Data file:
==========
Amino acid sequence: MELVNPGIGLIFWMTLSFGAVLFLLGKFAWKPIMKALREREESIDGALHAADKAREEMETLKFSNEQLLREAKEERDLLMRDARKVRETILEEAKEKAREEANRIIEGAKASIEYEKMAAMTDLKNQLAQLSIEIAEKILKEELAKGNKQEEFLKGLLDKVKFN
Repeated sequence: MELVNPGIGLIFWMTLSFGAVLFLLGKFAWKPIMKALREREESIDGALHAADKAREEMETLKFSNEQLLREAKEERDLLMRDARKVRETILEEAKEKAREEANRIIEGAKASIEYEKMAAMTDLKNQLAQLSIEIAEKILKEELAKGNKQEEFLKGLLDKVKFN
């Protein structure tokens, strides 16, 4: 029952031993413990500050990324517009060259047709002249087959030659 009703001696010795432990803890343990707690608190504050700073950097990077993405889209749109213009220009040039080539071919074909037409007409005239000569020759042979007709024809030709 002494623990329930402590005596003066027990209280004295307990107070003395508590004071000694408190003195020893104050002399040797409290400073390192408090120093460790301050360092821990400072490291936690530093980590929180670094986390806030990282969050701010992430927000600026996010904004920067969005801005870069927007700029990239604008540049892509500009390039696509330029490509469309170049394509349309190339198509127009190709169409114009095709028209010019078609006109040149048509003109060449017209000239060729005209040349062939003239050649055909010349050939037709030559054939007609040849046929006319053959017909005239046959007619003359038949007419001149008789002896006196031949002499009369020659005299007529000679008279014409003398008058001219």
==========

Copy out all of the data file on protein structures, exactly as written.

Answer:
Amino acid sequence: MELVNPGIGLIFWMTLSFGAVLFLLGKFAWKPIMKALREREESIDGALHAADKAREEMETLKFSNEQLLREAKEERDLLMRDARKVRETILEEAKEKAREEANRIIEGAKASIEYEKMAAMTDLKNQLAQLSIEIAEKILKEELAKGNKQEEFLKGLLDKVKFN
Repeated sequence: MELVNPGIGLIFWMTLSFGAVLFLLGKFAWKPIMKALREREESIDGALHAADKAREEMETLKFSNEQLLREAKEERDLLMRDARKVRETILEEAKEKAREEANRIIEGAKASIEYEKMAAMTDLKNQLAQLSIEIAEKILKEELAKGNKQEEFLKGLLDKVKFN
């Protein structure tokens, strides 16, 4: 029952031993413990500050990324517009060259047709002249087959030659 009703001696010795432990803890343990707690608190504050700073950097990077993405889209749109213009220009040039080539071919074909037409007409005239000569020759042979007709024809030709 002494623990329930402590005596003066027990209280004295307990107070003395508590004071000694408190003195020893104050002399040797409290400073390192408090120093460790301050360092821990400072490291936690530093980590929180670094986390806030990282969050701010992430927000600026996010904004920067969005801005870069927007700029990239604008540049892509500009390039696509330029490509469309170049394509349309190339198509127009190709169409114009095709028209010019078609006109040149048509003109060449017209000239060729005209040349062939003239050649055909010349050939037709030559054939007609040849046929006319053959017909005239046959007619003359038949007419001149008789002896006196031949002499009369020659005299007529000679008279014409003398008058001219």